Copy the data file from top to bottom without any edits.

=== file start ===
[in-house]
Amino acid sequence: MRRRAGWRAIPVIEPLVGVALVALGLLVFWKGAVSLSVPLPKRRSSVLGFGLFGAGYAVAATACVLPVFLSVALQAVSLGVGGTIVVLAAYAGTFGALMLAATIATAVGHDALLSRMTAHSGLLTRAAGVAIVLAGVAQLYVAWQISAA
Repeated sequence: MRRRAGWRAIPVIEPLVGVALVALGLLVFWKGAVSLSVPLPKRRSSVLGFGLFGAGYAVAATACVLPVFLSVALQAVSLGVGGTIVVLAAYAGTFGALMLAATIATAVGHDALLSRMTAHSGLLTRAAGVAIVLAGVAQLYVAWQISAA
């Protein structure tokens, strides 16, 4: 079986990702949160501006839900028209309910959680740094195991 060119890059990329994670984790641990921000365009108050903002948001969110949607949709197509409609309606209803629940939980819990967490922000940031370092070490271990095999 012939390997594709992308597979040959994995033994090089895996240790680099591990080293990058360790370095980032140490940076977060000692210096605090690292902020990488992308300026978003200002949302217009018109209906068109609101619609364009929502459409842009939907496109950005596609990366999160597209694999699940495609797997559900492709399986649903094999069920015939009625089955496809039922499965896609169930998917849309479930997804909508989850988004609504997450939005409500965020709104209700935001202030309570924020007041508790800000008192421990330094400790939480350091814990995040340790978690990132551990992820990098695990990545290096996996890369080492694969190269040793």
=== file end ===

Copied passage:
[in-house]
Amino acid sequence: MRRRAGWRAIPVIEPLVGVALVALGLLVFWKGAVSLSVPLPKRRSSVLGFGLFGAGYAVAATACVLPVFLSVALQAVSLGVGGTIVVLAAYAGTFGALMLAATIATAVGHDALLSRMTAHSGLLTRAAGVAIVLAGVAQLYVAWQISAA
Repeated sequence: MRRRAGWRAIPVIEPLVGVALVALGLLVFWKGAVSLSVPLPKRRSSVLGFGLFGAGYAVAATACVLPVFLSVALQAVSLGVGGTIVVLAAYAGTFGALMLAATIATAVGHDALLSRMTAHSGLLTRAAGVAIVLAGVAQLYVAWQISAA
């Protein structure tokens, strides 16, 4: 079986990702949160501006839900028209309910959680740094195991 060119890059990329994670984790641990921000365009108050903002948001969110949607949709197509409609309606209803629940939980819990967490922000940031370092070490271990095999 012939390997594709992308597979040959994995033994090089895996240790680099591990080293990058360790370095980032140490940076977060000692210096605090690292902020990488992308300026978003200002949302217009018109209906068109609101619609364009929502459409842009939907496109950005596609990366999160597209694999699940495609797997559900492709399986649903094999069920015939009625089955496809039922499965896609169930998917849309479930997804909508989850988004609504997450939005409500965020709104209700935001202030309570924020007041508790800000008192421990330094400790939480350091814990995040340790978690990132551990992820990098695990990545290096996996890369080492694969190269040793």